Joanna Hogg, part 2 in my weekend, Archipelago from 2010

I was so intrigued slash mystified by the obscure artsiness of The Souvenir that I had to go back and watch one of Joanna Hogg’s previous films, Archipelago from 2010.

The only major star in the film, Tom Hiddleston, plays Edward, the son of a family on holiday (as the Brits say).

I found several similarities to The Souvenir, reminding me that some directors keep familiarity, and audiences who dig that, like me, respond favourably. Latnhimos, for instance, is known for his repetitive beating soundtracks that drive one to suspenseful insanity.

Hogg, I’ve discovered, is a fan of the wide open sky, something that I connect to living on the 6th floor of my condo, with windows that are a tad high to see the actual skyline yet open to the clouds, akin to what you see on a plane (though not as high, OBVIOUSLY). She also does not mind making you sit and ponder, leaving lulls of awkwardness that remind one of past moments when silence can lead to skin crawling madness. Other interesting shots she leans toward are people on phones and from the two I’ve seen, people climbing: in The Souvenir a shot that stayed in my head is Jack, the uncaring beau, callously far ahead at the top of steep stairs leading to the Venice Opera, while Honor Swinton Byrne tries to catch up in a very long and complicated gown. In Archipelago, the family hikes up a hill, the older sister claiming possible injury, only to be feigning so that she may gain on lead on her brother (the aforementioned Hiddleston).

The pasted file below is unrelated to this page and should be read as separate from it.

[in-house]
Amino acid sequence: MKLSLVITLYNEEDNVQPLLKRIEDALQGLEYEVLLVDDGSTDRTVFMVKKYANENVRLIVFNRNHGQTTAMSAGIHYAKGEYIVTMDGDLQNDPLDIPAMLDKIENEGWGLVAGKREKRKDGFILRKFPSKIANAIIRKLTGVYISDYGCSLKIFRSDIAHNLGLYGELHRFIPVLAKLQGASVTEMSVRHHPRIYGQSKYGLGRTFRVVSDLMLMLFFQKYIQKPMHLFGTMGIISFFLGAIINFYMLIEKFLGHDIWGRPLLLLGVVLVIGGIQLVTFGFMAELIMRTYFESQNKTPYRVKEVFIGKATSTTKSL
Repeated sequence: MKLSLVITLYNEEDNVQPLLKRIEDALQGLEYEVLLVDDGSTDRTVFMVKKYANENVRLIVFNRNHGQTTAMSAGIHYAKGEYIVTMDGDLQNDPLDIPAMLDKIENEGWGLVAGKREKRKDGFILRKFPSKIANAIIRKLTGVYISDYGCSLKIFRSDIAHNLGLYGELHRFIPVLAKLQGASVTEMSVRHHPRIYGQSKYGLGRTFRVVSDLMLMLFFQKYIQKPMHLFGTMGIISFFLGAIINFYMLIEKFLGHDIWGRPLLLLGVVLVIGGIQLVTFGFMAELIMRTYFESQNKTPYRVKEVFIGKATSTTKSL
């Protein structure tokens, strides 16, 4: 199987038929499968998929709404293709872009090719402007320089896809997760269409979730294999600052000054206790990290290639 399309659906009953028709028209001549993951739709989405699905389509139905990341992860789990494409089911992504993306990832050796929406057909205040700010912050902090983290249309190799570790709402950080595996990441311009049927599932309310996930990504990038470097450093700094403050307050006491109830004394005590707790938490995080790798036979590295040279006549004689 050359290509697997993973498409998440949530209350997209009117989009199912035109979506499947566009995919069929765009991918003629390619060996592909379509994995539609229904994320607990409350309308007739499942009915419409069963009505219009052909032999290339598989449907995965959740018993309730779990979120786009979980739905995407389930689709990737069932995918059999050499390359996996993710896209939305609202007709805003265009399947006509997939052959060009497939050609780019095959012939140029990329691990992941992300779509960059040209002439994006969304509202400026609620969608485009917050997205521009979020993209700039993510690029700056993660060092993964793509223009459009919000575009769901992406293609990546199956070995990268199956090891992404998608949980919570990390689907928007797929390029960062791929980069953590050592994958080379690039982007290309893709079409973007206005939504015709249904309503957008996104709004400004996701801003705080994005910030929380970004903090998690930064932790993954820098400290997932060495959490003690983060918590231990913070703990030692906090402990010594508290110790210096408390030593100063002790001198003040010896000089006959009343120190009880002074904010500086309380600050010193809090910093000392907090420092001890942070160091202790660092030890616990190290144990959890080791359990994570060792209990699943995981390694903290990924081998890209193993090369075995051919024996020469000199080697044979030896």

Amy Lloyd also stands out as the family’s personal cook, whose chemistry with Hiddleston is something palpable and yet annoying to the women of the family.

Definitely worth a freebie watch on Amazon Prime, especially on a rather gray, but fortunately rare, Sarasota afternoon.

There’s really no madness in Archipelago, except for the Satre-like ‘hell is other people’. We’ve all experienced being cooped up with family and when moods take over, watch out. We’ve also all been in situations longing for another person to arrive to break up the monotony. Here, the wife and mother, played by Kate Fahy, longs for her husband to arrive to help her socialize with her own children.

This morning I chose the A24 Podcast where Scorsese and Hogg are interviewed and I stopped it realizing Marty was going to speak to his first experience with Hogg’s work. I stopped it earlier, knowing I was going to watch. Now having finished the film (my homework), have given myself permission to listen. Marty says the same thing I felt, that he was drawn into the film despite its quiet milieu.